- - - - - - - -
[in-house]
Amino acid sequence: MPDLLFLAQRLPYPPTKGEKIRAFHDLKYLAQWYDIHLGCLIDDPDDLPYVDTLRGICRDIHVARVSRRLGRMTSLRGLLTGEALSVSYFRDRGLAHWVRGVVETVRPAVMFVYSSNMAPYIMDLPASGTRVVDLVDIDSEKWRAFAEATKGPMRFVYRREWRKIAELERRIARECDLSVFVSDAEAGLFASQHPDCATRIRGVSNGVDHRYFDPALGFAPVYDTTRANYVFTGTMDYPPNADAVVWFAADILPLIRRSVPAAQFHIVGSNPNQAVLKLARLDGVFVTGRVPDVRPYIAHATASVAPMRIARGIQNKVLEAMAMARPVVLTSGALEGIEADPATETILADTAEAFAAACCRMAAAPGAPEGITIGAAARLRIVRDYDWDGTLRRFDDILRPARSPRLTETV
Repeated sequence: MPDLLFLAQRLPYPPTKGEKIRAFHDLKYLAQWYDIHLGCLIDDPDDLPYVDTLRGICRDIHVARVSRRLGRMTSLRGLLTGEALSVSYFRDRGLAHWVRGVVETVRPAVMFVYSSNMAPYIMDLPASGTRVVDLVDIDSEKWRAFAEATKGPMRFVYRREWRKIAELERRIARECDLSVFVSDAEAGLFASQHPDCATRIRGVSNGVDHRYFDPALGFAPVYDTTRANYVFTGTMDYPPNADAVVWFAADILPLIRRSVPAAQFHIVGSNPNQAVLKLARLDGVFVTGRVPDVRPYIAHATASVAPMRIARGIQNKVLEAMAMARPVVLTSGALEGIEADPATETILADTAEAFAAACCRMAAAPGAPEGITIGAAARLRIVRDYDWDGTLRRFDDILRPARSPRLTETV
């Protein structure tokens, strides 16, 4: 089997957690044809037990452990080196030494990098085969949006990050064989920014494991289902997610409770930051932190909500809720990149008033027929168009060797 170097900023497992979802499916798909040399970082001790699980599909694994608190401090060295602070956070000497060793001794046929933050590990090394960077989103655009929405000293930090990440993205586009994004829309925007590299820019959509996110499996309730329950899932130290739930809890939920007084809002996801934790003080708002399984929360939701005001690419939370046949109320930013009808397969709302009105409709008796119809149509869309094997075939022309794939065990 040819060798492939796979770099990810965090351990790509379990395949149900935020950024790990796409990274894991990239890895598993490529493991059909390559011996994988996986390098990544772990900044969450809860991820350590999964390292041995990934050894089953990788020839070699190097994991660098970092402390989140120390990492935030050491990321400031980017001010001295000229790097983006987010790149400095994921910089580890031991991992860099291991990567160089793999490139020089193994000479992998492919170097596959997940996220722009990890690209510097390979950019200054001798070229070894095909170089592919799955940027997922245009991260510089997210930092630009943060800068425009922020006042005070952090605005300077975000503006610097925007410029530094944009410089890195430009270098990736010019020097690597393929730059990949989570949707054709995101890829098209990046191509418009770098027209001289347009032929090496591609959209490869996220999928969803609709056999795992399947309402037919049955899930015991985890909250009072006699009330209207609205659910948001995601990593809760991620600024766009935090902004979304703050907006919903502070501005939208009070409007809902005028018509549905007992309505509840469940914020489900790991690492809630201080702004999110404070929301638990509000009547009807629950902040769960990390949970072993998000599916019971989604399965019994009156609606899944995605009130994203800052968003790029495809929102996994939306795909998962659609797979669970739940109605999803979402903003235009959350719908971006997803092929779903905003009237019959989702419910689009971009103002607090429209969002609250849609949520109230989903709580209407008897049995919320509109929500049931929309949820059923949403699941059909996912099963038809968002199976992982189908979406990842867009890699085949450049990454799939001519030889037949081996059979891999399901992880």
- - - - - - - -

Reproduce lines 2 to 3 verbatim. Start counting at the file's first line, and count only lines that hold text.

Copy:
Amino acid sequence: MPDLLFLAQRLPYPPTKGEKIRAFHDLKYLAQWYDIHLGCLIDDPDDLPYVDTLRGICRDIHVARVSRRLGRMTSLRGLLTGEALSVSYFRDRGLAHWVRGVVETVRPAVMFVYSSNMAPYIMDLPASGTRVVDLVDIDSEKWRAFAEATKGPMRFVYRREWRKIAELERRIARECDLSVFVSDAEAGLFASQHPDCATRIRGVSNGVDHRYFDPALGFAPVYDTTRANYVFTGTMDYPPNADAVVWFAADILPLIRRSVPAAQFHIVGSNPNQAVLKLARLDGVFVTGRVPDVRPYIAHATASVAPMRIARGIQNKVLEAMAMARPVVLTSGALEGIEADPATETILADTAEAFAAACCRMAAAPGAPEGITIGAAARLRIVRDYDWDGTLRRFDDILRPARSPRLTETV
Repeated sequence: MPDLLFLAQRLPYPPTKGEKIRAFHDLKYLAQWYDIHLGCLIDDPDDLPYVDTLRGICRDIHVARVSRRLGRMTSLRGLLTGEALSVSYFRDRGLAHWVRGVVETVRPAVMFVYSSNMAPYIMDLPASGTRVVDLVDIDSEKWRAFAEATKGPMRFVYRREWRKIAELERRIARECDLSVFVSDAEAGLFASQHPDCATRIRGVSNGVDHRYFDPALGFAPVYDTTRANYVFTGTMDYPPNADAVVWFAADILPLIRRSVPAAQFHIVGSNPNQAVLKLARLDGVFVTGRVPDVRPYIAHATASVAPMRIARGIQNKVLEAMAMARPVVLTSGALEGIEADPATETILADTAEAFAAACCRMAAAPGAPEGITIGAAARLRIVRDYDWDGTLRRFDDILRPARSPRLTETV